Very sharp scan of the human brain in greenWhat does brain activity tell us about feelings of guilt or justification of extreme violence? A recent study sheds some light on the neuroscience of moral behaviour; an important subject for psychotherapeutic practice and our understanding of human decision making in general.

In the study, conducted at Monach University in Australia, researchers examined people in an imaginary violent setting and looking at how brain activity varies when killing is either justified or not.

This study was supervised by Dr Pascal Molenberghs at School of Psychological Sciences and was accepted to publishing on 4 March, 2015 in the journal Social Cognitive and Affective Neuroscience. The research team claim that the results of the study provide with unique insight into how normal individuals can become aggressors in specific situations such as war.

Participants in the study had to imagine themselves as perpetrators whilst watching ‘first-person perspective’ animated videos where they shot enemy soldiers (‘justified violence’) and innocent civilians (‘unjustified violence’). Their brain activity was recorded via functional magnetic resonance imaging (fMRI) while the video games were played.

Dr Molenberghs states: “When participants imagined themselves shooting civilians compared to soldiers, greater activation was found in the lateral orbitofrontal cortex (OFC), an important brain area involved in making moral decisions.” He adds: “The more guilt participants felt about shooting civilians, the greater the response in the lateral OFC. When shooting enemy soldiers, no activation was seen in lateral OFC… Effective connectivity analyses further revealed an increased coupling between lateral OFC and the temporoparietal junction (TPJ) when shooting civilians.”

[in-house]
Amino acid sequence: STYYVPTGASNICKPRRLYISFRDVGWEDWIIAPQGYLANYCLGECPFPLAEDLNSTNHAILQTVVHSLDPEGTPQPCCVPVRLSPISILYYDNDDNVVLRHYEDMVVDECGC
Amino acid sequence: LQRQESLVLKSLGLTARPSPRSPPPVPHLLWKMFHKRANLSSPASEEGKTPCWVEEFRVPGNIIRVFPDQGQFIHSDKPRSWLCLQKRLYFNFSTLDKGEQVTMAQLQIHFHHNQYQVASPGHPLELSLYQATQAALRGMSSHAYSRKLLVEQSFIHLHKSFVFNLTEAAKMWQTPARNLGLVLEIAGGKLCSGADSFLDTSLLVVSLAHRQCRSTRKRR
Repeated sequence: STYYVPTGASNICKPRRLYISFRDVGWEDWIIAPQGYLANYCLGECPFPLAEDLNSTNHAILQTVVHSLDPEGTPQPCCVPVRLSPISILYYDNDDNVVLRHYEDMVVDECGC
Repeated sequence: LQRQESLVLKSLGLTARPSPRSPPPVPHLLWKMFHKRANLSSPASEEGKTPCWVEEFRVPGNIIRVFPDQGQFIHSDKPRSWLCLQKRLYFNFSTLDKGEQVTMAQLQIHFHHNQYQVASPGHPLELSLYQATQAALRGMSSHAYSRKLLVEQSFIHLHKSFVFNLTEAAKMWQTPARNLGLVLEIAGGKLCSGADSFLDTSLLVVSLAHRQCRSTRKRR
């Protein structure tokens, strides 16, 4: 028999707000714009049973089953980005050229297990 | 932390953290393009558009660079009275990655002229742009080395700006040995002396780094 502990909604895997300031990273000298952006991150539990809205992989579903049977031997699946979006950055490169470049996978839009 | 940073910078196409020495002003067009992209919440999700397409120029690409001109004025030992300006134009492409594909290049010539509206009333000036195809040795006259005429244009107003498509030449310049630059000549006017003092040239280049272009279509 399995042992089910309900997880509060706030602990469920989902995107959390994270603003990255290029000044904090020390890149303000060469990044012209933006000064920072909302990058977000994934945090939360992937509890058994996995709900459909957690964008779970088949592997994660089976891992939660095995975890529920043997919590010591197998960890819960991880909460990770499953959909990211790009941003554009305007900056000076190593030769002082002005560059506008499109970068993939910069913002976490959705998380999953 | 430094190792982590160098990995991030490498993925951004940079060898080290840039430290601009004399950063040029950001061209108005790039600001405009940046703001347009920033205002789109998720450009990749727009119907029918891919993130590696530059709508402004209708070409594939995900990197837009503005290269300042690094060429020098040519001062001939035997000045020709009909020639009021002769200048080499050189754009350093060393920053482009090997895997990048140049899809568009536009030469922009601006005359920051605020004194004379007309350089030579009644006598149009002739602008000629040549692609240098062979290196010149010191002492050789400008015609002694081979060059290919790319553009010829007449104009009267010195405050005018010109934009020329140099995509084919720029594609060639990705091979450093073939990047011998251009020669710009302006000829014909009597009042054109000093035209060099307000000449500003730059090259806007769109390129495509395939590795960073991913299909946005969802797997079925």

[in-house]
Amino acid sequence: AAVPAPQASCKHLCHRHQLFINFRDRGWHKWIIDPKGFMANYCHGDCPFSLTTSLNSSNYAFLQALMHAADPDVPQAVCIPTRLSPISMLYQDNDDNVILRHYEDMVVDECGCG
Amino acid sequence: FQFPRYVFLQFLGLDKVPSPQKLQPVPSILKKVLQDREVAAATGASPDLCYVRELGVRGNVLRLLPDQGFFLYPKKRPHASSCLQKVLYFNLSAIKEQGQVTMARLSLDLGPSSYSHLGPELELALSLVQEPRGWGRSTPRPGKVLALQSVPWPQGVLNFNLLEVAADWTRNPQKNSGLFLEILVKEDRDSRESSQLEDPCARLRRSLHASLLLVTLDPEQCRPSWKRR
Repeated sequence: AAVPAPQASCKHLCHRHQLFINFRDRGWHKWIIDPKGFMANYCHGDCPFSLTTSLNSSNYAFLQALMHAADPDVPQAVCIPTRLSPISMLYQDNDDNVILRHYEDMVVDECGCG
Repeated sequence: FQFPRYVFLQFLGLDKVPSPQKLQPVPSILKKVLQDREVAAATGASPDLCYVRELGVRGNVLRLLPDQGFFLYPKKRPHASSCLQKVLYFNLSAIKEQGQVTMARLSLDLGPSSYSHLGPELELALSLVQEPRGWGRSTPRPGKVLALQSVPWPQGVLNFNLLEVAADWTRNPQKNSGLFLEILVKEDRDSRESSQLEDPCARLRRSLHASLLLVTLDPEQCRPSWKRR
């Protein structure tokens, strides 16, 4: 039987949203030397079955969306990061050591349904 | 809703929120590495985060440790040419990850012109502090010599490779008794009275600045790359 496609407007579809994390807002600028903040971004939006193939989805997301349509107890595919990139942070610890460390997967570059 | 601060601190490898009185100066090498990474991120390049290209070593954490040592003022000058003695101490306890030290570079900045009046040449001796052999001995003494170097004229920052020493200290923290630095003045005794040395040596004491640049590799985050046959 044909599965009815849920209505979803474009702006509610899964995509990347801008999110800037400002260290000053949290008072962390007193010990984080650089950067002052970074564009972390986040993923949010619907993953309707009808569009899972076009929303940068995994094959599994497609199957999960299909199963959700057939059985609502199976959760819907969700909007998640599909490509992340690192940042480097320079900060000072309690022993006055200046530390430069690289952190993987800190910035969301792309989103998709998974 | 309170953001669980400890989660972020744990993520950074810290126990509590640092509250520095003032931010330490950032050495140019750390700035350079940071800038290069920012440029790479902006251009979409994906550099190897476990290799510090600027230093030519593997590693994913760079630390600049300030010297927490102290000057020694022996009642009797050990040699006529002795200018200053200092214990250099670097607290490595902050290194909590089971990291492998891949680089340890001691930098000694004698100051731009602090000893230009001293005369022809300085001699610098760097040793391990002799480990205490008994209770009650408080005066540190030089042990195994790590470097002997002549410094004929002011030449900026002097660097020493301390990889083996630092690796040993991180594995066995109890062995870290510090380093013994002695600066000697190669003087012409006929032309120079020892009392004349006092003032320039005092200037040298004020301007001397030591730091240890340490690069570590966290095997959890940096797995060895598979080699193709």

The outlined findings suggest the neural mechanisms typically active when harming others, such as the OFC, become less active (TPJ) when the violence against a particular group is seen as justified.

Dr Molenberghs explains: “The findings show that when a person is responsible for what they see as justified or unjustified violence, they will have different feelings of guilt associated with that—for the first time we can see how this guilt relates to specific brain activation.”

Further studies of the research team will focus on how people become desensitized to violence and how personality and group membership of both perpetrator and victim influence these processes.


Original source: P. Molenberghs, C. Ogilvie, W. R. Louis, J. Decety, J. Bagnall, P. G. Bain. The neural correlates of justified and unjustified killing: an fMRI study. Social Cognitive and Affective Neuroscience, 2015; DOI: 10.1093/scan/nsv027

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